Posts Tagged ‘early yellow retriever’

This is one of the earliest depictions of a yellow retriever working. It is called “The Shooting Party–Ranton Abbey.” Francis Grant painted it in 1840.

Ranton Abbey was the shooting estate of Thomas William Anson, 1st Earl of Lichfield.  William Lamb, 2nd Viscount Melbourne, is in attendance. He was the prime minister at the time of this painting. There are several other British aristocrats in the this painting– the Henry Paget, the 2nd Earl of Uxbridge and 1st Marquess of Anglesey; Charles William Molyneux, 3rd Earl of Sefton; and the boy seated on the ground is Thomas George Anson, 2nd Earl of Lichfield. These men were all Whig elite.

There are two retrievers in attendance. One is a black and tan dog that clearly resembles a dog of the collie type. The other is an obvious yellow dog retrieving a pheasant cock. He is somewhat like a yellow Labrador, but the coat is more profuse and perhaps even lightly feathered. (Here is a larger copy of the work that will allow you a better look at the dogs).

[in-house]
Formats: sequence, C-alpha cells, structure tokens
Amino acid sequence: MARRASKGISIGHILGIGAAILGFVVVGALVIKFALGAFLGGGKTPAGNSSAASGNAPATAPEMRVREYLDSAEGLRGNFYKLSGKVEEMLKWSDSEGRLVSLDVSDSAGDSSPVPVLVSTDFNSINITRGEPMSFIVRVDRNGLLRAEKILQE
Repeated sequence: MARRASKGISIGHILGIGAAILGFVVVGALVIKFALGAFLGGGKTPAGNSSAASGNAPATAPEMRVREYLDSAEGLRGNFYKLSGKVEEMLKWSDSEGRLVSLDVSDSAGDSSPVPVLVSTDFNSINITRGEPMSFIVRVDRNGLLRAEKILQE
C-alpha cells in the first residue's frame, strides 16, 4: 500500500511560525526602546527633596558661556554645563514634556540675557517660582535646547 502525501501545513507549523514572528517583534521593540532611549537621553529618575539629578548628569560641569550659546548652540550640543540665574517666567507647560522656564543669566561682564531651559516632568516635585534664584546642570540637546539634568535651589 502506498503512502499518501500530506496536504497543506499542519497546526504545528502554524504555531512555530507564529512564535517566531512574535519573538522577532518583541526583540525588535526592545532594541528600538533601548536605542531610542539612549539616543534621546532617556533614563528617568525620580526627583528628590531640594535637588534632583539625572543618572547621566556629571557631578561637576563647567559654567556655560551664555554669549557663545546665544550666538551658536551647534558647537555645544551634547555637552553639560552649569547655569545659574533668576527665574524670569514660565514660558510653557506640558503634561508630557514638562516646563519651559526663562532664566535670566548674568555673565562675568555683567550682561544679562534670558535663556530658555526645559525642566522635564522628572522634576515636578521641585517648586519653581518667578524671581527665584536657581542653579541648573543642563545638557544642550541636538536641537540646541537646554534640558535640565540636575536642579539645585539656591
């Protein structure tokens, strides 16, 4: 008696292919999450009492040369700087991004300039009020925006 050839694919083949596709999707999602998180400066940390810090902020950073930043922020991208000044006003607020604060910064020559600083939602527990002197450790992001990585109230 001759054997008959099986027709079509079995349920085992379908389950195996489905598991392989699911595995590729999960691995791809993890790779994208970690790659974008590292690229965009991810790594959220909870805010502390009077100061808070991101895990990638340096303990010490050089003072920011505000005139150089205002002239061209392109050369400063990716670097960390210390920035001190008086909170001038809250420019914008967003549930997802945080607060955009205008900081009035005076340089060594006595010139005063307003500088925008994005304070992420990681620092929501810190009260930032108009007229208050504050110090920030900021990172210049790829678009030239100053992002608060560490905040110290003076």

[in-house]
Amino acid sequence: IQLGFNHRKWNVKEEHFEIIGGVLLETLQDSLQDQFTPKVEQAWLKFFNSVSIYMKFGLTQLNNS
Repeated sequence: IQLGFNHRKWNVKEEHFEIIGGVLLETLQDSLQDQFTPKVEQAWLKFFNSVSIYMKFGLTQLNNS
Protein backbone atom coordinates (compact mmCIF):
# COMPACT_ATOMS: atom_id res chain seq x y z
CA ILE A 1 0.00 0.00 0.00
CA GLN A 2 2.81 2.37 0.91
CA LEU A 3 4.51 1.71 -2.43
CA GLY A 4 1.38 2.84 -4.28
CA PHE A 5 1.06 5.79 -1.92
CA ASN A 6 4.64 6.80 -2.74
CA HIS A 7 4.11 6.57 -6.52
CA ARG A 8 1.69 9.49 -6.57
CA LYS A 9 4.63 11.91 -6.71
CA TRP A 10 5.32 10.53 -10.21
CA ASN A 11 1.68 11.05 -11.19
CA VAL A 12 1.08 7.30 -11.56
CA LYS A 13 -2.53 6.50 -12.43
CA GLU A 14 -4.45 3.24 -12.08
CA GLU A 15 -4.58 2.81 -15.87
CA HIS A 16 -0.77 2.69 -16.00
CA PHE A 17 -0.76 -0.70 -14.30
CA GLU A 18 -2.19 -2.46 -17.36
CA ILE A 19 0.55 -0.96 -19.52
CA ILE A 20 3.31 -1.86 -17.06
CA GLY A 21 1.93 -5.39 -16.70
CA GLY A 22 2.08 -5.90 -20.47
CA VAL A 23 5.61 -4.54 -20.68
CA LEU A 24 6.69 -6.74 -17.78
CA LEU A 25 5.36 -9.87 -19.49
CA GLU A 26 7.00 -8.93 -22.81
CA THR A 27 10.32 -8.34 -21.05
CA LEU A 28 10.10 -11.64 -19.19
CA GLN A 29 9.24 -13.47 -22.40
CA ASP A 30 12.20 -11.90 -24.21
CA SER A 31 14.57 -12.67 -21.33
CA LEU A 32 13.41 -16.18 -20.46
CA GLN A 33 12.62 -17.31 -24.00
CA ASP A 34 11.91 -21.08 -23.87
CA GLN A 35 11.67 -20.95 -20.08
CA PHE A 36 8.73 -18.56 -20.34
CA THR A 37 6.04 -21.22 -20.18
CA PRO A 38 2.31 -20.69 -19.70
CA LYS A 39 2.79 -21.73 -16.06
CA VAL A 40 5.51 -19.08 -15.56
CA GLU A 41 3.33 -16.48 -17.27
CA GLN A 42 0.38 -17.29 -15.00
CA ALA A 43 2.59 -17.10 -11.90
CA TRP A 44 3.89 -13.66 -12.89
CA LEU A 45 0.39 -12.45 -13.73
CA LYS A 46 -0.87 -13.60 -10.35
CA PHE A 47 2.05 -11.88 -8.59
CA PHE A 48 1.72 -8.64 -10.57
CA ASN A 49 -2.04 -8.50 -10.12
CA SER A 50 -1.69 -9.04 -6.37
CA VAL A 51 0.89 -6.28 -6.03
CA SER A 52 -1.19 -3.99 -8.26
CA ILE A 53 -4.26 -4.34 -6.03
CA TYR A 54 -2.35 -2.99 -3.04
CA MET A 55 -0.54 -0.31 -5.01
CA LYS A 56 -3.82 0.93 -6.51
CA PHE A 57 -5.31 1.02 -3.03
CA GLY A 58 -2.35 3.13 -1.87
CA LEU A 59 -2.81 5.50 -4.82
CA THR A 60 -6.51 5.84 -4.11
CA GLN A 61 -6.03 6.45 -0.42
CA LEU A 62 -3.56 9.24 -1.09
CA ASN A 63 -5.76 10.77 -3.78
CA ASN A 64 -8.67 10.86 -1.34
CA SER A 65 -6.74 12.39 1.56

I would count these two dogs are early examples of the wavy-coated retriever type– although it is unlikely that these dogs contributed to the wavy and flat-coated retriever breed that had eventually developed by the 1850’s.

Whig nobles were into shooting estates. The 1st Earl of Lichfield purchased Ranton Abbey solely for shooting purposes. He spent great sums of money improving the land to improve habitat for pheasants and other game.

This penchant for shooting estates among the Whig elite would extend through the successor Liberal Party. When Dudley Marjoribanks, 1st Baron Tweedmouth, purchased Guisachan in the Scottish Highlands, he was following in this tradition.  Although Guisachan is now famous for being home to the yellow retrievers whose descendants would become goldens, it is unlikely that this animal had any connection to those dogs. But here was a yellow retriever, not quite a golden or a wavy coat, working as a gun dog for the Whig gentry.  The goldens would find themselves working for the Liberals– Whigs of a different permutation– just a few decades earlier.  But other than that, no connection can be made.

It is still an interesting painting , for it gives us an idea of the diversity that once was the retriever dog. If it could retrieve, it was a retriever, and it was bred to other dogs that retrieved. That’s why so many different dogs were used to found the retriever breeds. And why they varied so much in appearance.

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